It is said that every cloud has a silver lining, but it is still unclear if
finance directors should accept that this upbeat aphorism applies to the rather
nicely named “cloud computing”. Though recent hype surrounding it has been
intensive, fundamental questions remain over what cloud computing actually is,
yet alone what business benefits it can potentially deliver and at what cost.
At its most basic level, the concept of cloud computing is a return to a
centralised model reminiscent of the days when mainframes ruled the IT world,
but now executed over the internet. For a nice analogy, imagine that the web is
a cumulonimbus cloud raining down its stormy arsenal to nourish the ground for
the propagation of life, or in our case, information. Cloud computing sees IT
resources such as centrally-hosted applications (software as service, or SaaS)
and other services delivered to clients over the internet.
But beyond this basic definition, confusion still reigns (or rains) as cloud
computing means different things to different people, and this disagreement is
creating confusion in the market, denting cloud computing’s uptake. Industry
experts say that it is imperative both technology end-users and IT vendors
understand all the different perspectives and set proper expectations to obtain
the anticipated benefits. But to say the term itself is nebulous could be argued
as linguistically, symbolically and technically accurate.
says the term has already split into at least two “very different”
things. For the first definition, the focus is more on the cloud than on local
computing, the emphasis on access to services across the internet. The second
interpretation focuses on computing services delivered by the cloud, rather than
centering on the cloud itself. Basically, the former would access information
inside the cloud via the net and the latter would be using an intranet-style
cloud which only covers their own organisation and no third-party service
Whatever the agreed definition, cloud computing has now come of age with the
arrival of persistent, reliable and fast internet connectivity, say the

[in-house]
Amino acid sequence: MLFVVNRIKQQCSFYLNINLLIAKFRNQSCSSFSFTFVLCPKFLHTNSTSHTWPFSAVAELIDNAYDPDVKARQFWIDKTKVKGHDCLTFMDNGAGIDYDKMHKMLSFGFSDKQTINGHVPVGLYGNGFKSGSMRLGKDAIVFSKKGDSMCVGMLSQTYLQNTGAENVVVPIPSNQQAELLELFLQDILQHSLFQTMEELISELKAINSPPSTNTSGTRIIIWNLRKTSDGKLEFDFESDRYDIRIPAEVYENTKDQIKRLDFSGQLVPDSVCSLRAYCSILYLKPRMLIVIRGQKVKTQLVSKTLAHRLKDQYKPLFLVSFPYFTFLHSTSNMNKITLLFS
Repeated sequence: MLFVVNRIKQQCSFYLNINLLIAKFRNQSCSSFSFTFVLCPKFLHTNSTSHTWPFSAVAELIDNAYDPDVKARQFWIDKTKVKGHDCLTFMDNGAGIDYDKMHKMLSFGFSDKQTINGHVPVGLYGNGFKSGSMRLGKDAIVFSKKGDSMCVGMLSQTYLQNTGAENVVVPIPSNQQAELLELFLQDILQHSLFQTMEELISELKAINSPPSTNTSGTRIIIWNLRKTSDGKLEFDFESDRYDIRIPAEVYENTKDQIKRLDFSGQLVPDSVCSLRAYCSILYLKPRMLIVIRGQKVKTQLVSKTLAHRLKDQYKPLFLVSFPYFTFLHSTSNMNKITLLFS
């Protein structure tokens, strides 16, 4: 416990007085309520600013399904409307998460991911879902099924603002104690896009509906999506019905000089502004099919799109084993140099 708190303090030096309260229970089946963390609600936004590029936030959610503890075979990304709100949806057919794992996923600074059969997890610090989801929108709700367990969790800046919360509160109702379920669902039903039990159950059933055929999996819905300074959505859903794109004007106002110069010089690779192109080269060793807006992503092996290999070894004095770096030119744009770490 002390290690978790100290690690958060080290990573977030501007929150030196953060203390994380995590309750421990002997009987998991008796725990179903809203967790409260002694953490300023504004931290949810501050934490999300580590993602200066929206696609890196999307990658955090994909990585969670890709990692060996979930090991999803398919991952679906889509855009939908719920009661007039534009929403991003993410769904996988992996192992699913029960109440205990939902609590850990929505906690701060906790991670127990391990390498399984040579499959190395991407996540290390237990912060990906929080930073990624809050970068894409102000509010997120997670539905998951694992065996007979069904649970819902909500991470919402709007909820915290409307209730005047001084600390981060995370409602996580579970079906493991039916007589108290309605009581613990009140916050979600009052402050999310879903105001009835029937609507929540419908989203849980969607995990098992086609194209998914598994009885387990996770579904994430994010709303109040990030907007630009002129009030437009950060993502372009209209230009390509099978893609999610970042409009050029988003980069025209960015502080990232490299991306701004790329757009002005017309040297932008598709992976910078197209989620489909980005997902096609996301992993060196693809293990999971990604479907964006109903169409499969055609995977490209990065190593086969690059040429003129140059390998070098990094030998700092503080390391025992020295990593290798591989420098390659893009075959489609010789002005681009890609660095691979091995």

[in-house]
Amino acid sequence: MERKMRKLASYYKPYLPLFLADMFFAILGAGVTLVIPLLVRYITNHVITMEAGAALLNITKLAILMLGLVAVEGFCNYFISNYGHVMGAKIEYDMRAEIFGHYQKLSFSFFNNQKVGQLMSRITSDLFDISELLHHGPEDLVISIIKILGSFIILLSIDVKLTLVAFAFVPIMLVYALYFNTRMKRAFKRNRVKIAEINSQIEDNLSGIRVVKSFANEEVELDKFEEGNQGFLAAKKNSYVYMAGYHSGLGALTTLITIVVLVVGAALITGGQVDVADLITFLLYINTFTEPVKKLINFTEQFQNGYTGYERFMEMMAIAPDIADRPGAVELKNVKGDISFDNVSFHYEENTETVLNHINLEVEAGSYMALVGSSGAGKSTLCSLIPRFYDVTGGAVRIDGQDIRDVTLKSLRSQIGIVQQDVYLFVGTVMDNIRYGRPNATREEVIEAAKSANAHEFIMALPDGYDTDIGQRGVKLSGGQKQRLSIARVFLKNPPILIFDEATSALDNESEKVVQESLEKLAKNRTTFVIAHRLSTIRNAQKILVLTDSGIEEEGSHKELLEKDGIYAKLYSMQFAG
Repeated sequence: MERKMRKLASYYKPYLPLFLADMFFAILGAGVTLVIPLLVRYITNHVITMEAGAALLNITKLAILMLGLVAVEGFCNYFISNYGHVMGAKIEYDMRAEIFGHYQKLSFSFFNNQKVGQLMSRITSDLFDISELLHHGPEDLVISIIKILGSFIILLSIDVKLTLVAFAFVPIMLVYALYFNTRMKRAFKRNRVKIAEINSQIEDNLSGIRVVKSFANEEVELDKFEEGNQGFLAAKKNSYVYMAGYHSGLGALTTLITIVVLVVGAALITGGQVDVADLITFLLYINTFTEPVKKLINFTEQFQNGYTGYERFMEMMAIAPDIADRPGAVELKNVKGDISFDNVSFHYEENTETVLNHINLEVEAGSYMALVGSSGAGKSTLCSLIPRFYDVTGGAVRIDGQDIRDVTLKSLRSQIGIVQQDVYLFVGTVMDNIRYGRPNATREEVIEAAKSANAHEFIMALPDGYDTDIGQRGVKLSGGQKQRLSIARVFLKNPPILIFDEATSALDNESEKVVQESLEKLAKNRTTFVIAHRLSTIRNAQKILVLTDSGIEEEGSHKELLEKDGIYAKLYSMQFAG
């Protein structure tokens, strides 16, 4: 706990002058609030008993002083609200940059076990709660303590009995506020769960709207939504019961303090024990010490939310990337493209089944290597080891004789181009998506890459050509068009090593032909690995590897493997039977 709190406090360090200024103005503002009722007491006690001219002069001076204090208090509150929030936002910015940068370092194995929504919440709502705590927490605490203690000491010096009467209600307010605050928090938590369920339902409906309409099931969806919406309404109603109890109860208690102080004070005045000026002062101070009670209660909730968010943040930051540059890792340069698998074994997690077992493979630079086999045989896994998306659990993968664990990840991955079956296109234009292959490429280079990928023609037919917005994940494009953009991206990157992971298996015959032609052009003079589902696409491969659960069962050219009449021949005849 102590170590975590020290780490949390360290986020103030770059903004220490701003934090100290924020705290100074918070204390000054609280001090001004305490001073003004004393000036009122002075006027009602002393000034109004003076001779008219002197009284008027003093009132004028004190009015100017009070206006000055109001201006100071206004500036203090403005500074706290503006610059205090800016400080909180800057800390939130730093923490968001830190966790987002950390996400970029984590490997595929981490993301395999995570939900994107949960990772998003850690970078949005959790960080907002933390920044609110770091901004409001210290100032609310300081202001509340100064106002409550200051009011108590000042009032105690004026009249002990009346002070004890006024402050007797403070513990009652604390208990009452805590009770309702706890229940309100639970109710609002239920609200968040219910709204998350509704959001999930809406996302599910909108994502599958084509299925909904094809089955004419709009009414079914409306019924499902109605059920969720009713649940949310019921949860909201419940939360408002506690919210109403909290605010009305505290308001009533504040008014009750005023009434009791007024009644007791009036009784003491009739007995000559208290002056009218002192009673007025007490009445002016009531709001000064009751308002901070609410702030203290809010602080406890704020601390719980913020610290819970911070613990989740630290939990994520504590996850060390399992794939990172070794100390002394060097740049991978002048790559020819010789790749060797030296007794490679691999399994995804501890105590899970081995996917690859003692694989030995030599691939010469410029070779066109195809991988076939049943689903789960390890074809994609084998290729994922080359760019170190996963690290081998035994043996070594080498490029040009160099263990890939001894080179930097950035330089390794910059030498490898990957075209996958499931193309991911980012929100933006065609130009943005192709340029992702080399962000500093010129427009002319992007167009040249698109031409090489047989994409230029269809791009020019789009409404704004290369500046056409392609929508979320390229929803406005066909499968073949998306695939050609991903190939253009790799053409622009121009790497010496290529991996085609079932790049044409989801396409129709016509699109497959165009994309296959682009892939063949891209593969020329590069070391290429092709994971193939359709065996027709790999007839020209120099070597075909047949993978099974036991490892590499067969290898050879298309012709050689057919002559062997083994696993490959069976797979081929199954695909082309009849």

technology’s proponents. Google has long been crowned king of cloud computing
and Microsoft’s recent adoption of cloud computing shows this is more serious
technology trend than fad. Microsoft has long eschewed the cloud computing
concept and, indeed, the whole idea of internet-based computing. This stands to
reason because it makes billions of dollars in revenue from selling traditional
boxed software and would have the most to lose if the cloud model went
mainstream. But the launch of Microsoft Live, offering the software company’s
applications over a Microsoft-controlled cloud, signals the reluctant arrival of
the company at the cloud computing party and goes some way to backing up the
idea that it could be marketable and profitable. Microsoft has even said it is
developing a version of Windows tailored specifically for cloud computing.
So the concept has powerful backing, but this hasn’t made cloud computing any
easier to comprehend.
And besides, what can the cloud actually do to help your business? Many of
the arguments will spark a distinct sense of déjà vu for finance directors who
previously grappled with the idea of outsourcing business services. As with
traditional outsourcing, the cloud model means companies do not have to budget
for a large upfront capital expenditure for hardware, software licences and
implementation services. Nor do customers have the ongoing expense of
administering in-house hardware and continuously updating software. This means
companies can be more agile with their IT, only paying for what they need and
buying extra capacity when required. So companies can benefit from a
predictable subscription or pay-as-you-go pricing model backed up by a service
level agreement. This could be a useful offering in the current economic climate
for many companies focusing on cash management and limiting expenditure.
However, against these advantages, significant concerns remain over the loss
of control of potentially business-critical systems. Experts warn that questions
around performance, availability and, crucially, security of cloud-delivered IT
services need answering. Integration of relatively inflexible cloud services
with existing in-house systems is also a potential barrier to adoption.
Parallels between cloud computing and outsourcing are striking and it is
clear that the cloud is lagging some years behind traditional outsourcing in its
development and adoption cycle. Gartner recently predicted that cloud computing
will hit the corporate mainstream in two-to-five years. Analysts
agree the cloud currently remains the preserve of a small number of
early-adopter companies, forecasting it will take three years to “cross the
chasm” from hype to adoption.
The question facing FDs is whether cloud computing will rain on their
business parade or deliver a solution to wash away several IT infrastructure and
management headaches. As it stands now, the answer for the vast majority of
companies, is that it is just too soon to call the weather on this one.